Illustration: The Noun Project

Open Thread: How’s Your Idea Coming Along?

What’s your big idea? You know, the one that you’ve had in the back of your mind for months. Or maybe you have started it, but are feeling a bit stuck? Getting your ideas out into the world is a painstaking process full of frustrating impasses and unforeseen roadblocks. But, even if you haven’t launched yet, there’s hope.  

We asked the 2013 99U Conference attendees to share the progress on their ideas since last May, and interviewed three of our favorites. Each of them has gone from a “what if?” idea to launch in a matter of months.

Check out our profiles below, and then feel free to share your progress – and setbacks – on your own creative projects in the comments. The 99U editorial team will do our best to respond with resources and insights to get you moving again!

1. Phil Schanely: Push your limits, in creativity and in your career.

Phil Schanely arrived at last year’s 99U Conference looking for a change. The adjunct professor and web designer at Cedarville University wondered what the next step would be in his creative career.

At 99U, he concluded that he wanted a full-time faculty job, one that would require a MFA. Fueled in part by Airbnb co-founder Joe Gebbia’s talk, which focused on visualizing next steps, Schanely realized he had to get his portfolio in order, overcome his fear of rejection. “I remembered Brené Brown’s talk on criticism. That’s what this [creative] field is: criticism. If you can’t take it you shouldn’t be in it,” he said.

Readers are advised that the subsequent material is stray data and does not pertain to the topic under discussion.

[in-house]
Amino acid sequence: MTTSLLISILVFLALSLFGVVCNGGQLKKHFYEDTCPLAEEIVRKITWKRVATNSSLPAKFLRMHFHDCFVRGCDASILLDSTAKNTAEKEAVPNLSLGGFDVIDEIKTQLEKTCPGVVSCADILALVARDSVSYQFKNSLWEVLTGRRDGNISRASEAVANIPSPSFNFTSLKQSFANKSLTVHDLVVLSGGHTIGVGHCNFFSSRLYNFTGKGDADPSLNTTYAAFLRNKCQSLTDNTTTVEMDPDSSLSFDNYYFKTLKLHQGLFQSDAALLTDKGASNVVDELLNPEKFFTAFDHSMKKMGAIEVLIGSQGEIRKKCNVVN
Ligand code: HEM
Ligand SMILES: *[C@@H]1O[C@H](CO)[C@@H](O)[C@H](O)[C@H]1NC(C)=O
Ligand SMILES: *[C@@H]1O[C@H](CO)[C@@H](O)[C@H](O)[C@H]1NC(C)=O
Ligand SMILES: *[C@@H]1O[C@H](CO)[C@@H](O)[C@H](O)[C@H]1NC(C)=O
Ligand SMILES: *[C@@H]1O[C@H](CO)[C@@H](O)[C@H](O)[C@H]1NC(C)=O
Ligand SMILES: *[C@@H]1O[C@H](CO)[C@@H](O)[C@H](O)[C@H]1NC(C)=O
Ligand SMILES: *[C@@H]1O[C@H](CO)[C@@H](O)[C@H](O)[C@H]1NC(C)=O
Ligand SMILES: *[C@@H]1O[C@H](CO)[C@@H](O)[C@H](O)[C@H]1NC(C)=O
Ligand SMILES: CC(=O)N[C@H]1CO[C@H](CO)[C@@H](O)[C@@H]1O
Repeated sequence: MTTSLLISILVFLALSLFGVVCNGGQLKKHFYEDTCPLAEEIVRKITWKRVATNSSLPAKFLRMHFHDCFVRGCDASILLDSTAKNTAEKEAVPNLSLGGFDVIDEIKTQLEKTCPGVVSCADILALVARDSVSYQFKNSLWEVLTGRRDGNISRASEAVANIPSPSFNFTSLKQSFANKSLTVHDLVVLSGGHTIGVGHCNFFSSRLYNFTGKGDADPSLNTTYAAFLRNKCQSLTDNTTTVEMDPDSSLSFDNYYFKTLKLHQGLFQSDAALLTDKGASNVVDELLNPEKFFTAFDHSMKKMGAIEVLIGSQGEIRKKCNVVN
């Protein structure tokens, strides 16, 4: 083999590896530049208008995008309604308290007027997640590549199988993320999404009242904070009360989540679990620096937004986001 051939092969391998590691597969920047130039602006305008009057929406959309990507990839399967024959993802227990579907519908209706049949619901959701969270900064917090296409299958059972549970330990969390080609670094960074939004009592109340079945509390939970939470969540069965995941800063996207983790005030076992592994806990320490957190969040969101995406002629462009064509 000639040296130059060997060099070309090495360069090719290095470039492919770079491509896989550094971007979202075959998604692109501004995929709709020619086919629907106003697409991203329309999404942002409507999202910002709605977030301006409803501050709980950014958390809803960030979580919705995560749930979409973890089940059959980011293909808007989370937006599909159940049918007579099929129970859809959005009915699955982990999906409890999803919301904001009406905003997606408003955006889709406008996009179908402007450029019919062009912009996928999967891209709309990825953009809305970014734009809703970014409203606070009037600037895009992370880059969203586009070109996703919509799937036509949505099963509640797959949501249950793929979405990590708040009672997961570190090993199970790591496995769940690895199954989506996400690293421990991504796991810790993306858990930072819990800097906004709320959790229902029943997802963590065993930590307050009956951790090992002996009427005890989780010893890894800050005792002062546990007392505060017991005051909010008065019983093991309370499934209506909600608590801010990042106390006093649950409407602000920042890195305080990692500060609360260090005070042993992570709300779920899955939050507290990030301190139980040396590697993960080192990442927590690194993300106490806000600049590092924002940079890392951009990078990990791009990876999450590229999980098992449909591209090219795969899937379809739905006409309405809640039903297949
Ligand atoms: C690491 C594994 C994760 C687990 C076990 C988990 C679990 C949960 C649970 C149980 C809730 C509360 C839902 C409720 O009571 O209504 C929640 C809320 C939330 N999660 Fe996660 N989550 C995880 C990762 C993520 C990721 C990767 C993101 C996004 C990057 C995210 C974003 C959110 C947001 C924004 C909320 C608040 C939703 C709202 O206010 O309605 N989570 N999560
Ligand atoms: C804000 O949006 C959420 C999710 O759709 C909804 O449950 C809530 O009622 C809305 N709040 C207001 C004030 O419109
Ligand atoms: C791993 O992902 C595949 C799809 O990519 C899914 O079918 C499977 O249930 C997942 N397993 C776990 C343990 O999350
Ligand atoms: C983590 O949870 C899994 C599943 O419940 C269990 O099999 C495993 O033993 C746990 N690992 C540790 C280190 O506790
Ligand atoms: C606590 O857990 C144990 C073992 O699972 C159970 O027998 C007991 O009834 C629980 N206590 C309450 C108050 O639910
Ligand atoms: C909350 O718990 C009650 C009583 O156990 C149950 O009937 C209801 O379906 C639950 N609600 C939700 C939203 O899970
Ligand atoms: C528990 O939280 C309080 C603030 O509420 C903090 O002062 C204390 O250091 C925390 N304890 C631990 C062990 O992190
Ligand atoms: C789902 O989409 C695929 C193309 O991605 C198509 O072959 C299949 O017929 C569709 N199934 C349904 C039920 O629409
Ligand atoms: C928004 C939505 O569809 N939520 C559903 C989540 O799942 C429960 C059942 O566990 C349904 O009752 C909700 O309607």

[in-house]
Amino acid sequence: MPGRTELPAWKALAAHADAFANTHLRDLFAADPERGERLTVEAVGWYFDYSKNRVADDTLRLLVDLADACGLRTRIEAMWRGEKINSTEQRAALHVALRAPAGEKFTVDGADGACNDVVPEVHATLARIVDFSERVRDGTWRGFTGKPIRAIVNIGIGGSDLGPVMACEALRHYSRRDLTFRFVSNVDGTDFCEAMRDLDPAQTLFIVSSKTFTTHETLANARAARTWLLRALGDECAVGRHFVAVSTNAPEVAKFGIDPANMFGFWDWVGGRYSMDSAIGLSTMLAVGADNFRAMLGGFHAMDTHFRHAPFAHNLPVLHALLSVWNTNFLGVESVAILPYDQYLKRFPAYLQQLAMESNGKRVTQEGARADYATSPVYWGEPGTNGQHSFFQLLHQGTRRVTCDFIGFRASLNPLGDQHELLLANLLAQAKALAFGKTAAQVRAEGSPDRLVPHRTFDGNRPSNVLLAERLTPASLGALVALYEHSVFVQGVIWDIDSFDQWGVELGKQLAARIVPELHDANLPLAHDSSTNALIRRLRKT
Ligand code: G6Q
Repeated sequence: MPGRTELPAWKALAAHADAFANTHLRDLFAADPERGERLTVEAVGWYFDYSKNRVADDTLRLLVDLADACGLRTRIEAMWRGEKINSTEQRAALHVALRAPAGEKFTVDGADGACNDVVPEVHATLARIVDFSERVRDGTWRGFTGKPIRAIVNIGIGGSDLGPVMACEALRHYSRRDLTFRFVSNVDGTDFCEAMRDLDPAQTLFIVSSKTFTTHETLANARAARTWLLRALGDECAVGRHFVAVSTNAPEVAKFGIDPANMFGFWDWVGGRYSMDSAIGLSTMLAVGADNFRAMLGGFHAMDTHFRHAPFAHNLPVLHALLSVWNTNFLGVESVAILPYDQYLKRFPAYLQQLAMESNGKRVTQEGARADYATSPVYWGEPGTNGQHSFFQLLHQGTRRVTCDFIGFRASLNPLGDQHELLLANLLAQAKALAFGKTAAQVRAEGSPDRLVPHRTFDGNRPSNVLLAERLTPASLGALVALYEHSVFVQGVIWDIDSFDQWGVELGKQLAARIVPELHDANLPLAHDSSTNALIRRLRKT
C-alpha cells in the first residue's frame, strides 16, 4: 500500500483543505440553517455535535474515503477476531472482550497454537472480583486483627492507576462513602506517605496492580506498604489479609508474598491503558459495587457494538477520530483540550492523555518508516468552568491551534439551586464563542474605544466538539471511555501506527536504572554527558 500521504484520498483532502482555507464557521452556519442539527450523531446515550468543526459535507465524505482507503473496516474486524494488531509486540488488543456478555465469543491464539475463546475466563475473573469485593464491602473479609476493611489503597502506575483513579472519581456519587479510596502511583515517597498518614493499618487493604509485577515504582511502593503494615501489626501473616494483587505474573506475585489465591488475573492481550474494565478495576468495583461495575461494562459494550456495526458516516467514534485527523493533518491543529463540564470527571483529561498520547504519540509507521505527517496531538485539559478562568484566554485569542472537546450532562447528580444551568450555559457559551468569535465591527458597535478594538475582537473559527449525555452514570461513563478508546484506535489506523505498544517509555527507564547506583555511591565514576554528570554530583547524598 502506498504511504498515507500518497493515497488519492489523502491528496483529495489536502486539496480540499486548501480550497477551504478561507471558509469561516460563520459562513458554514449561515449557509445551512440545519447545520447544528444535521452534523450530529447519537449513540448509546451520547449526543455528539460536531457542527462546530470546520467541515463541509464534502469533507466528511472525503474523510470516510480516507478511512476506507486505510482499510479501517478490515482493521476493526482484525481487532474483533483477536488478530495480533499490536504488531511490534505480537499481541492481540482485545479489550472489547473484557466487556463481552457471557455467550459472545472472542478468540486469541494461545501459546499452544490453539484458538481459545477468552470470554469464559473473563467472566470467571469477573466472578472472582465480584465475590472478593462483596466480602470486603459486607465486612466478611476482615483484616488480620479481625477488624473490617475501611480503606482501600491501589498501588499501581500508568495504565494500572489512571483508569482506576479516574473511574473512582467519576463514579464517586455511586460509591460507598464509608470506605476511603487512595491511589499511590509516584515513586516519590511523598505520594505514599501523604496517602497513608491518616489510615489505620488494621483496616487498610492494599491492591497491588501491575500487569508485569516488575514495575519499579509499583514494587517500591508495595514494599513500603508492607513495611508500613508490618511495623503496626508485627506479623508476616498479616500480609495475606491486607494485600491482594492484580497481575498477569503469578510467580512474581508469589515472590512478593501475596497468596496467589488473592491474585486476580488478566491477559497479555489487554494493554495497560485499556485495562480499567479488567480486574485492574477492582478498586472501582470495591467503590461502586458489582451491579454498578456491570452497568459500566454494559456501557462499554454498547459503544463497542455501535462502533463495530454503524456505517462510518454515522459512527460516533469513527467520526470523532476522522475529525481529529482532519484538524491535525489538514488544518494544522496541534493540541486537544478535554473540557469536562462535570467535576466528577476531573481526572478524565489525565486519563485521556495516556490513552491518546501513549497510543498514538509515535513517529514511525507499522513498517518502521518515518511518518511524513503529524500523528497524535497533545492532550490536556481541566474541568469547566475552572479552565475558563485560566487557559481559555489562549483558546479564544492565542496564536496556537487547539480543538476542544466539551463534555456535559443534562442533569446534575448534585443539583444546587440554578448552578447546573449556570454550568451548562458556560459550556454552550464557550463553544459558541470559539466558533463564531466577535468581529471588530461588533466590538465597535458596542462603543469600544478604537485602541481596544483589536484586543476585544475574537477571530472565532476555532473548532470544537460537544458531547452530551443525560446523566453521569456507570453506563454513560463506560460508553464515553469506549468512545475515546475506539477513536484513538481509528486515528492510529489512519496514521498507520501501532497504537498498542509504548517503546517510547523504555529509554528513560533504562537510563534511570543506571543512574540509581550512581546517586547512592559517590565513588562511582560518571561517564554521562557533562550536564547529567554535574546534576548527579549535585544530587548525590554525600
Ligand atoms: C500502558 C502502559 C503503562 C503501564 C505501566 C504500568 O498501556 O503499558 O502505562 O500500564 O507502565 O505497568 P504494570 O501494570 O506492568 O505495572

So Schanely put his head down, assembled a portfolio, and applied to grad schools that would enable him to remain in his current home in Cedarville, Ohio. Schanely was eventually accepted into the Savannah College of Art in Design “I’m taking classes online and absolutely loving it. It’s hard work, but it’s what I need to be doing.” 

2. Brian Bono: “It was like I unlocked a whole new side of the creative process.”

Brian Bono came face-to-face with the wisdom of that oft-quoted aphorism “done is better than perfect” at the 99U Conference. An art director and app developer, Bono had been kicking around a handful of ideas, while never taking any single one seriously. “It was that process of taking idea after idea and not executing on it then I’d see it executed elsewhere and get frustrated.”

Post-99U, Bono shifted his focus from chasing perfection to launching and iterating quickly, a sentiment reinforced by an incredible talk from Jane Ní Dhulchaointigh, the Irish inventor of Sugru, who advised attendees to “start small and make it good.”